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Ohio

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Ohio Passes Bill to Address Disruptions Caused by COVID-19

March 25, 2020   |   Columbus

The Ohio General Assembly on March 25 passed Sub HB 197, which included an emergency omnibus amendment, in order to continue essential operations of state government, maintain the continuity of the state tax code, and respond to the declared pandemic and global health emergency related to COVID-19. Previously, the state had issued a Stay at Home Order and a State of Emergency Order.

Included in the omnibus amendment are the following provisions:

Consumer Protections Based on Economic Hardships Caused by COVID-19

  • Prohibits public water disconnections during the pandemic since they are not governed by Public Utilities Commission of Ohio non-disconnect orders (severability clause for sun-setting the amendment to the earlier of Dec. 1, 2020, or the rescission of the governor’s March 9 executive order)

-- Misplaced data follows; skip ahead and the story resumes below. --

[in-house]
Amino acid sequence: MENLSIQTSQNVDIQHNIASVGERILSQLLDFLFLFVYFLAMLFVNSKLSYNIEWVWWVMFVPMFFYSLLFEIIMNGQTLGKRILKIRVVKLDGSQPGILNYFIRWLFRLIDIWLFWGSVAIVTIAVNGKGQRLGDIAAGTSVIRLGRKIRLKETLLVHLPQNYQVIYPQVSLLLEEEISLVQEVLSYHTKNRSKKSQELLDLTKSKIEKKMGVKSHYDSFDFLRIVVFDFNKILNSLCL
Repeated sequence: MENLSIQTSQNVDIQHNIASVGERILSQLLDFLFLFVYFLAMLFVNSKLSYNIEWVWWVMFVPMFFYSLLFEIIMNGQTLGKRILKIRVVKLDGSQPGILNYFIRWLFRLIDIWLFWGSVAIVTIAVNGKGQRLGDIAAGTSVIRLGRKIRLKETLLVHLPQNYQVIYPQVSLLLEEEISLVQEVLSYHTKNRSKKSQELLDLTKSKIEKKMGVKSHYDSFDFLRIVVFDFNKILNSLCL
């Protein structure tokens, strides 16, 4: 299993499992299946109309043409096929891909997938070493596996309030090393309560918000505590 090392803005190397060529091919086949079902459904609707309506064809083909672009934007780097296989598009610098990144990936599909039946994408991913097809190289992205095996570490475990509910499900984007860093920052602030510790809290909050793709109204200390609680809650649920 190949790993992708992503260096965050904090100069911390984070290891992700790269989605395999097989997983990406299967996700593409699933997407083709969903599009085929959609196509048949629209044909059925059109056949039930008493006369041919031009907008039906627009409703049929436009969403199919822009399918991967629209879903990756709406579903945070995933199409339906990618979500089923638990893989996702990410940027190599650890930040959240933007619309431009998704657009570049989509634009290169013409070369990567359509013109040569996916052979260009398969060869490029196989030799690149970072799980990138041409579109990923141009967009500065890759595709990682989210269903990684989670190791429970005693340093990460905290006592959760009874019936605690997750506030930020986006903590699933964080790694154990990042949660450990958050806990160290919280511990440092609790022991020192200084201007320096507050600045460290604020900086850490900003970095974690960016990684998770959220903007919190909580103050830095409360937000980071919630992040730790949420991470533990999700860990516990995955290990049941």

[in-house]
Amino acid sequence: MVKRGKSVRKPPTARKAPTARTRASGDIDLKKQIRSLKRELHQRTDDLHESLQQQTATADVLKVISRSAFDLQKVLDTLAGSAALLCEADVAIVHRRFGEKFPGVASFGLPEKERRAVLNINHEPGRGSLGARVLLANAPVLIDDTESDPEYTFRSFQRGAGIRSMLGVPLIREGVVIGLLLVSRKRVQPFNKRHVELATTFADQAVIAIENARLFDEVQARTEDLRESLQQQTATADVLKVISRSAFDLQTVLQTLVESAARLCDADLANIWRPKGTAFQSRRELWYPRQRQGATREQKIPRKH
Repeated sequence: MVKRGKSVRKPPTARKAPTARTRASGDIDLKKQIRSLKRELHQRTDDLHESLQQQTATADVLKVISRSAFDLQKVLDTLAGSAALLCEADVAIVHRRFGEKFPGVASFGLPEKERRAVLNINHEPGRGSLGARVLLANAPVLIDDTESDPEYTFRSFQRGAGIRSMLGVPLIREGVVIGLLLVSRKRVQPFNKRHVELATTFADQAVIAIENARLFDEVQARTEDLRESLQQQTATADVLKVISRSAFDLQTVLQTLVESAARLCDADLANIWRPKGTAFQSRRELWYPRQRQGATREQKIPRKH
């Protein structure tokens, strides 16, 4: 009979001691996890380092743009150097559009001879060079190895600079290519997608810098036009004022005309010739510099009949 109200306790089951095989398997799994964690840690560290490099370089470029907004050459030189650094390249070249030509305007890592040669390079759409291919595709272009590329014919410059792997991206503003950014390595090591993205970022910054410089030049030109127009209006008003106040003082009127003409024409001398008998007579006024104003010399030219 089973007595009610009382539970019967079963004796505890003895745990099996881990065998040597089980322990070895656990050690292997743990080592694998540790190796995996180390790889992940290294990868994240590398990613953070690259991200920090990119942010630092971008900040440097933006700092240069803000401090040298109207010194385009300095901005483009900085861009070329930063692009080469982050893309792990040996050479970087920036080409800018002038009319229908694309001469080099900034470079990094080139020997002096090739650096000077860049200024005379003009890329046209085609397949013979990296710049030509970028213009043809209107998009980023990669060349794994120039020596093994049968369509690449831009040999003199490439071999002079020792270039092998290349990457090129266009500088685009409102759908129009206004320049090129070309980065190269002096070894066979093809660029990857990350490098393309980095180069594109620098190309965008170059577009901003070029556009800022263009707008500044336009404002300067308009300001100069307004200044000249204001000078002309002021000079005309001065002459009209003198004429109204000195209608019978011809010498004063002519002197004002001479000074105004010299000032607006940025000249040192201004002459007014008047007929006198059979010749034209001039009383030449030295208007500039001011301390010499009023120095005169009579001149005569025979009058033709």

Regulatory/Licensure Relief for Workforce

  • Suspends the staff to child ratio requirements and maximum group sizes at child care centers (severability clause for sunsetting the amendment to the earlier of Dec. 1, 2020, or the rescission of the governor’s March 9 executive order).
  • Extends the validity of licenses issued by state agencies and political subdivisions and provides a 90-day window for renewal. Still allows for disciplinary actions during this time (severability clause for sunsetting the amendment to the earlier of Dec. 1, 2020, or the rescission of the governor’s March 9 executive order).
  • Grants certified registered nurse anesthetists (CRNAs), under certain conditions, the authority to perform additional duties or services related to anesthesia care, including ordering and administering drugs and IV fluids, ordering diagnostic tests and directing nurses to administer drugs. This is a permanent law change. 
  • Allows for recent nursing graduates to obtain a temporary license to practice prior to passing the licensure examination. Temporary licenses expire either 90 days after the duration of the COVID-19 emergency or 90 days after Dec. 1, 2020, whichever comes sooner.